Many people have allergies without realizing it.

America is home to more than 50 million allergy-sufferers. Of these millions of people, anyone can testify to just how annoying — and even painful — allergy symptoms can be. Constant sneezing, dealing with a runny nose and never being able to scratch a persistent itchy throat are just a few miserable results of environmental allergies. However, many other allergy symptoms come in more obscure forms that aren’t often seen as being allergy-related, like fatigue, behavioral issues and headaches. Many Americans may be unknowingly suffering from something that’s quite simple to test and treat.

Suffering from allergies leads to lifestyle limitations at varying levels of intensity. Some people may feel fatigued after a long day outdoors because of these allergies, while others may not even be able to step outside for an hour without having a reaction. An article published by the American Broadcasting Company demonstrates the severity of some sufferer’s reactions who have difficulty leaving their homes, saying, “How to beat your allergies and get outside.” No matter how severe, unwanted lifestyle changes can be relieved through diagnosis and treatment.

The relief that comes from alleviating allergies can be life-changing for many patients. After a “positive” allergy testing, doctors can prescribe medication, recommend an over-the-counter medicine or even suggest a more intense treatment like allergy shots, which eliminate life-long allergies for many users. Through allergy testing, patients can even discover a food allergy or be diagnosed as asthmatic, which is commonly tied to allergies. Whatever the case, it’s important to receive a doctor’s exam prior to allergy testing so they can help decipher what should be tested for in relation to the patient’s symptoms and how to help the patient in the best way through treatment.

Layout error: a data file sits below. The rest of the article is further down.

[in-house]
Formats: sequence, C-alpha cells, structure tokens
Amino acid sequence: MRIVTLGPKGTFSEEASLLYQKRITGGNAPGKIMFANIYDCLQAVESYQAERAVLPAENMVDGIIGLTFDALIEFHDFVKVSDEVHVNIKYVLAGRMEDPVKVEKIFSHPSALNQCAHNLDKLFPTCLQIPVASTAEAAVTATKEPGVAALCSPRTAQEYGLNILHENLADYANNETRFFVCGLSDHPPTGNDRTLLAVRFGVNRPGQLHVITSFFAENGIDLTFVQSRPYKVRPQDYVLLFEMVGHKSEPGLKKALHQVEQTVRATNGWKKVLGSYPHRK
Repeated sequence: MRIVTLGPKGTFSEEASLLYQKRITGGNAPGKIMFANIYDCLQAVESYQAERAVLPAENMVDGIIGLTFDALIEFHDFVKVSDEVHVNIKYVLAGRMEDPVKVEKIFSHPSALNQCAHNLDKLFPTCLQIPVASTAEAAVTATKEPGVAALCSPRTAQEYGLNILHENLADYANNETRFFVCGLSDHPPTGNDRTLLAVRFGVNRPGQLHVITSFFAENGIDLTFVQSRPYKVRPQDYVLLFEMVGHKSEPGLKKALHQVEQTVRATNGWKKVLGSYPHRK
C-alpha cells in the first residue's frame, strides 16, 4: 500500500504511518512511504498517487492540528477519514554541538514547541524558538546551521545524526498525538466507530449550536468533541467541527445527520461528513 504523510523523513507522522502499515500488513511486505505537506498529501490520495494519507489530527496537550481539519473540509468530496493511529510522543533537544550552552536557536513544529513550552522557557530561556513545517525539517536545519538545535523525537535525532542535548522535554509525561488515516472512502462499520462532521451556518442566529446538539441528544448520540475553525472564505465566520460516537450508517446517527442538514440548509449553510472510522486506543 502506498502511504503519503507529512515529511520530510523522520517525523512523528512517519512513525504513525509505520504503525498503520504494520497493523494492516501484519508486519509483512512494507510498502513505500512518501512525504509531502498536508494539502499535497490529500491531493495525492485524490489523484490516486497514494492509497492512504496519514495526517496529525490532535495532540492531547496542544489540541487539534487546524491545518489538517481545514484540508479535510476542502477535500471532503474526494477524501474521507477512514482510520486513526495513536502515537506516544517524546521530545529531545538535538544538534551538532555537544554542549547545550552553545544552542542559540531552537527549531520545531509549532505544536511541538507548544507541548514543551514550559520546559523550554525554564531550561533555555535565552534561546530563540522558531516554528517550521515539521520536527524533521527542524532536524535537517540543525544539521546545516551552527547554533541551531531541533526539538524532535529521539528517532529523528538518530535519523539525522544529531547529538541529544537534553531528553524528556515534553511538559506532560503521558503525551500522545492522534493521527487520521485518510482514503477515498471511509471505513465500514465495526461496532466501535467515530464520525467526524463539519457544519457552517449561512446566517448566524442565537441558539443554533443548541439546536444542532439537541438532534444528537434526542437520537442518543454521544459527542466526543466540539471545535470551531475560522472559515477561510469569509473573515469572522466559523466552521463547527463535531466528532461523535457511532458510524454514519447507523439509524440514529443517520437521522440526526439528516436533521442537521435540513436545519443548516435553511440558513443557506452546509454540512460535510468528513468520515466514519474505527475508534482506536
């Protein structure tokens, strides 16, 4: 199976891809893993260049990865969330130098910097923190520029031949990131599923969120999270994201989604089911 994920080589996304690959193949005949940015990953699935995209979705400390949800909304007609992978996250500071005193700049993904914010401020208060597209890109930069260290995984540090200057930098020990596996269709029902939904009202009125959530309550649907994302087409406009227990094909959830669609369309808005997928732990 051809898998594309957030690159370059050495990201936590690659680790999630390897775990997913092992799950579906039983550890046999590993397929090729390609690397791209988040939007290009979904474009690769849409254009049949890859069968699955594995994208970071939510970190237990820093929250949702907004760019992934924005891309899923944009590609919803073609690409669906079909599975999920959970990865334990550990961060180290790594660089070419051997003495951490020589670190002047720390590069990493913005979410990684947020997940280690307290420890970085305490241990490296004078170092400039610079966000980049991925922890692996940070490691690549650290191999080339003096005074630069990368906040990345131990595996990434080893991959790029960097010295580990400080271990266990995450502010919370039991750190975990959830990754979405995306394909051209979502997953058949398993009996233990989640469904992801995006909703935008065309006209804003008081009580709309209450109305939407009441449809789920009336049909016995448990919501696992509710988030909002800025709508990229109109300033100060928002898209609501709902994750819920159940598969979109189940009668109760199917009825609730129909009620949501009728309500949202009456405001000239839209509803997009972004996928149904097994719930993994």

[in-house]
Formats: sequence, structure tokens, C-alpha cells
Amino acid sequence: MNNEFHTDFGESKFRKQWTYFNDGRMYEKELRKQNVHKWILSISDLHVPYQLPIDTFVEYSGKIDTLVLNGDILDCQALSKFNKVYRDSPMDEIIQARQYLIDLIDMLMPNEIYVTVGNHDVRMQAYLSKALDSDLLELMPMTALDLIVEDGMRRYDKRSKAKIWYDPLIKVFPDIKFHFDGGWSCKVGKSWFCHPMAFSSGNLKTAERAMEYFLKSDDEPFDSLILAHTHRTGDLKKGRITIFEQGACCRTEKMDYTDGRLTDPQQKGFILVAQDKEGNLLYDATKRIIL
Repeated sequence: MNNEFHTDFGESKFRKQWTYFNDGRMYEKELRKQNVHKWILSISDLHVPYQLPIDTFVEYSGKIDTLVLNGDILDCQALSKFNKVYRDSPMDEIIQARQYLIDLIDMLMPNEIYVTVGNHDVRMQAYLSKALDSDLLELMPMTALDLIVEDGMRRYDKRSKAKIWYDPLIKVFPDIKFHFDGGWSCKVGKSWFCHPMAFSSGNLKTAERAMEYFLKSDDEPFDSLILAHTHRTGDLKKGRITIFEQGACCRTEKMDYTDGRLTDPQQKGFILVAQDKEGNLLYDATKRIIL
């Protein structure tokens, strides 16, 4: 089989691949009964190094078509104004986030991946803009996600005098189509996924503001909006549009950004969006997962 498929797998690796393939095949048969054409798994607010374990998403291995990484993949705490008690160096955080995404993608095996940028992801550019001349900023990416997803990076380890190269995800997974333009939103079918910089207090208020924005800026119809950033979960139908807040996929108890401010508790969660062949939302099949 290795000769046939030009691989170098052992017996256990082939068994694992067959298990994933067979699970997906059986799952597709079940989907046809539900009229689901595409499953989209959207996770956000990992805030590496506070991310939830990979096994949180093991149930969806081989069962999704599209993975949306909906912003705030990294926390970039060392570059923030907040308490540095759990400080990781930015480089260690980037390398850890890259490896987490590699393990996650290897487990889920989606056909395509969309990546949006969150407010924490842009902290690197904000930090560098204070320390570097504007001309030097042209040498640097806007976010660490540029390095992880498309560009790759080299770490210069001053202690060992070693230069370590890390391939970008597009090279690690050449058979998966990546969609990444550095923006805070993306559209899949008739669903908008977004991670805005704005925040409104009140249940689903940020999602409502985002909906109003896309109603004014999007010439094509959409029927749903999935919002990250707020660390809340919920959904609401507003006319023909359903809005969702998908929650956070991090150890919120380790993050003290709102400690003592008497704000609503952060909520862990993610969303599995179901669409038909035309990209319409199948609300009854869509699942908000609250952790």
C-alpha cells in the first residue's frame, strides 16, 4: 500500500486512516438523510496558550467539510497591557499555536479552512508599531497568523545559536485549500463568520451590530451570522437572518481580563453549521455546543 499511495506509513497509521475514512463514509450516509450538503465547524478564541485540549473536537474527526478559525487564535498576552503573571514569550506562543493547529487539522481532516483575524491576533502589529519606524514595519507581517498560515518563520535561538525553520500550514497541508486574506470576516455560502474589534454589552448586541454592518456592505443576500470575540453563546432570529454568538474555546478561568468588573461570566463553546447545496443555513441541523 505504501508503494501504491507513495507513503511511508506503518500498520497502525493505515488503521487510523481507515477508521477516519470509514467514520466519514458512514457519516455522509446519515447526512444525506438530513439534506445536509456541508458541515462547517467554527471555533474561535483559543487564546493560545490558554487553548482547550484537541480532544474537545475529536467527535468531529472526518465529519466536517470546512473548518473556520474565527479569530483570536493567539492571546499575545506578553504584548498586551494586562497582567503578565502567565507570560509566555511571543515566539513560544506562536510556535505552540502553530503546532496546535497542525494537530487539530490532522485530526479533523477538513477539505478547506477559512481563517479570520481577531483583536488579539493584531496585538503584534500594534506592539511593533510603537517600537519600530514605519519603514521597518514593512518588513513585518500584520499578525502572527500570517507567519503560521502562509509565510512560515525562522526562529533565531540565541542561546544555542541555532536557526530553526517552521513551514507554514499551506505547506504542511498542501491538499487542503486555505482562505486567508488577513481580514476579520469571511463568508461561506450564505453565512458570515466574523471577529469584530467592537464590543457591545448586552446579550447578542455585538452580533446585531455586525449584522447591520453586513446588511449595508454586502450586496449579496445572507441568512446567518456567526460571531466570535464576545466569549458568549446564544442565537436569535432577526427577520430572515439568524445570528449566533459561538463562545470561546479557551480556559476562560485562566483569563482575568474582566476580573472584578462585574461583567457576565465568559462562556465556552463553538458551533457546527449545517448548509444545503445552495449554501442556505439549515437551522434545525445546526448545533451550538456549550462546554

Even though allergy testing is only a few pricks on the skin or a few vials of blood sent off to a lab, it can be exceptionally expensive without insurance, though it’s covered by most. Insurance-less, the expense of allergy-testing is among its most common critiques, ranging from a couple hundred dollars to a couple thousand dollars depending on the type of test. If someone thinks they have allergies but can’t afford the expensive testing, trying an over-the-counter medication like Zyrtec or Allegra and seeing if symptoms improve can prove beneficial and relieving.

Many professionals caution against allergy testing in people with no present allergy symptoms. This is because “searching” for some allergies that the patient has no symptoms of can actually lead to false positives and unnecessary lifestyle changes as a result. It’s important for the patient to research their own symptoms in comparison to allergy symptoms andto meet with a doctor before making the decision to be tested.  

Finding relief from allergies is a liberating experience. Becoming less limited in day-to-day life is a major benefit that’s possible through allergy testing and treatment.  

Josie Haneklau is a sophomore political science and psychology double major. Contact Josie at hanekljr@dukes.jmu.edu.